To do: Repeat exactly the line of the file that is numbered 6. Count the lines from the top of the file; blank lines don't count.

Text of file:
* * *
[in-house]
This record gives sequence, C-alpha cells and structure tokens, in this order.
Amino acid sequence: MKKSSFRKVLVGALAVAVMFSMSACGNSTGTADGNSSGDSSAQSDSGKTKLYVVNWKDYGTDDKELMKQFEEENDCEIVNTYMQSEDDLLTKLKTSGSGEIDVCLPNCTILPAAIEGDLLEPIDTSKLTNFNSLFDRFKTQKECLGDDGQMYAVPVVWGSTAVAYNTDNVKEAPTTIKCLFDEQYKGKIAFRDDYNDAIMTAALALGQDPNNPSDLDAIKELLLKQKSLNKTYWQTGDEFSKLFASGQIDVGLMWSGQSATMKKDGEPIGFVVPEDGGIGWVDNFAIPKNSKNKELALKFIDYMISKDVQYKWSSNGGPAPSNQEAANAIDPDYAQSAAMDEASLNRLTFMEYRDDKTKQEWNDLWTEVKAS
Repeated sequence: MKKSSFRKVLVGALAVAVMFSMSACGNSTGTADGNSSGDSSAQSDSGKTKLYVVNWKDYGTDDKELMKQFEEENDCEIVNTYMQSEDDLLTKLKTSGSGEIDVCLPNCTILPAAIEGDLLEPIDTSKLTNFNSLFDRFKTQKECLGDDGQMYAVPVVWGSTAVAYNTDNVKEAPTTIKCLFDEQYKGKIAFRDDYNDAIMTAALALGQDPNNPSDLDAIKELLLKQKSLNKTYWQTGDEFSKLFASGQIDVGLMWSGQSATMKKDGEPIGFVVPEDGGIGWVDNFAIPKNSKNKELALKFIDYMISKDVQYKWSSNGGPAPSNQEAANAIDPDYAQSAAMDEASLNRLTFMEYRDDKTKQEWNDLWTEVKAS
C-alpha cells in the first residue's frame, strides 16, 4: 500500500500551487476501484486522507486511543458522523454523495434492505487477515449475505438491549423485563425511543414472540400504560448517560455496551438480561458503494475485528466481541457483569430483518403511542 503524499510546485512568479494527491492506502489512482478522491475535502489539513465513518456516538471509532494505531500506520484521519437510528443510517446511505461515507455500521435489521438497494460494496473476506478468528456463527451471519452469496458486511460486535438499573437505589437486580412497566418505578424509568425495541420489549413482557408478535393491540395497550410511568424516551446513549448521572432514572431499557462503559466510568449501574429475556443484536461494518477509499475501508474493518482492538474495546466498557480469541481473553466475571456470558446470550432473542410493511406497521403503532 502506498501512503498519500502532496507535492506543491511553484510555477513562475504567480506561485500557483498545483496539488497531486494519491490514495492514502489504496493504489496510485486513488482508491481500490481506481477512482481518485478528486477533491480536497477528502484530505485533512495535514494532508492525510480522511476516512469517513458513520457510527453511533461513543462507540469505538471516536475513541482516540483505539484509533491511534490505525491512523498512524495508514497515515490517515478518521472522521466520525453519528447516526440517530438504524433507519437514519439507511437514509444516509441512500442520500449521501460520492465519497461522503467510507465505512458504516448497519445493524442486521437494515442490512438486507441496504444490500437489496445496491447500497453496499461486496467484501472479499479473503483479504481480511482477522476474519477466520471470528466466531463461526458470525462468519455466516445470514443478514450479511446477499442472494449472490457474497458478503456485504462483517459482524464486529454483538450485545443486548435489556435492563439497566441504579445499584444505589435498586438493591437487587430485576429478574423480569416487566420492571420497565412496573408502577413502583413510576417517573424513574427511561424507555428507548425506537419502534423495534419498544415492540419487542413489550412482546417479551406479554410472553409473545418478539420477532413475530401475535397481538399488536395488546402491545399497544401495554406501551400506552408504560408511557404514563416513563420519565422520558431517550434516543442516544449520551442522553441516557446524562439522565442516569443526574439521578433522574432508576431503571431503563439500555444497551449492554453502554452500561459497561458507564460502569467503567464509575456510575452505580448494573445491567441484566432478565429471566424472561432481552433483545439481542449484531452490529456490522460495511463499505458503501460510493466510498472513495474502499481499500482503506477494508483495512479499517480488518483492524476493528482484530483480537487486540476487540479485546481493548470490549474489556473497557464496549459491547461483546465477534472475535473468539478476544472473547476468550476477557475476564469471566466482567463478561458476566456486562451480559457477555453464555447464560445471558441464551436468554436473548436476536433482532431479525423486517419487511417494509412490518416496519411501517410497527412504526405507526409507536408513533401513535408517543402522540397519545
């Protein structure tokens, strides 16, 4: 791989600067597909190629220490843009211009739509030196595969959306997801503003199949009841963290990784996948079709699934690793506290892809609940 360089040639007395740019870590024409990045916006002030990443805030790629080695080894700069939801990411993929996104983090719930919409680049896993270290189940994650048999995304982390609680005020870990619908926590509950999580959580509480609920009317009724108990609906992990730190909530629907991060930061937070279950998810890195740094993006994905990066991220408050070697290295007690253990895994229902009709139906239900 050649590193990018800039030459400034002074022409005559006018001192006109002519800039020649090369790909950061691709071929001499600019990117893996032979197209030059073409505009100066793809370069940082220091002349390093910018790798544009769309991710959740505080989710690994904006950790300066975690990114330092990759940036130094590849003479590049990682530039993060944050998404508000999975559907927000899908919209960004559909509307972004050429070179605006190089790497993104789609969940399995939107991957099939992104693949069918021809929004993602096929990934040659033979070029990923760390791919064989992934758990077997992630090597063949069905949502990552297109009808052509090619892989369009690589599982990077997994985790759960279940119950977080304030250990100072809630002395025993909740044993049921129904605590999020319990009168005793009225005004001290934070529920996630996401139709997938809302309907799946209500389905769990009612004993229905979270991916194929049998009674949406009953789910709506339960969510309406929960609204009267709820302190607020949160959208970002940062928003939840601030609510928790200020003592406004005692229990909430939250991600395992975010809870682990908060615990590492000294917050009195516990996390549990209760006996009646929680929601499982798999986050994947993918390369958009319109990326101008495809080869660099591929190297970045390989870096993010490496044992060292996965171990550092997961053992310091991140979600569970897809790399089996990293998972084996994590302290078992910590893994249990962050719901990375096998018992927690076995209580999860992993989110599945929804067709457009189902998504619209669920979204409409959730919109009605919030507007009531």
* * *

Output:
């Protein structure tokens, strides 16, 4: 791989600067597909190629220490843009211009739509030196595969959306997801503003199949009841963290990784996948079709699934690793506290892809609940 360089040639007395740019870590024409990045916006002030990443805030790629080695080894700069939801990411993929996104983090719930919409680049896993270290189940994650048999995304982390609680005020870990619908926590509950999580959580509480609920009317009724108990609906992990730190909530629907991060930061937070279950998810890195740094993006994905990066991220408050070697290295007690253990895994229902009709139906239900 050649590193990018800039030459400034002074022409005559006018001192006109002519800039020649090369790909950061691709071929001499600019990117893996032979197209030059073409505009100066793809370069940082220091002349390093910018790798544009769309991710959740505080989710690994904006950790300066975690990114330092990759940036130094590849003479590049990682530039993060944050998404508000999975559907927000899908919209960004559909509307972004050429070179605006190089790497993104789609969940399995939107991957099939992104693949069918021809929004993602096929990934040659033979070029990923760390791919064989992934758990077997992630090597063949069905949502990552297109009808052509090619892989369009690589599982990077997994985790759960279940119950977080304030250990100072809630002395025993909740044993049921129904605590999020319990009168005793009225005004001290934070529920996630996401139709997938809302309907799946209500389905769990009612004993229905979270991916194929049998009674949406009953789910709506339960969510309406929960609204009267709820302190607020949160959208970002940062928003939840601030609510928790200020003592406004005692229990909430939250991600395992975010809870682990908060615990590492000294917050009195516990996390549990209760006996009646929680929601499982798999986050994947993918390369958009319109990326101008495809080869660099591929190297970045390989870096993010490496044992060292996965171990550092997961053992310091991140979600569970897809790399089996990293998972084996994590302290078992910590893994249990962050719901990375096998018992927690076995209580999860992993989110599945929804067709457009189902998504619209669920979204409409959730919109009605919030507007009531």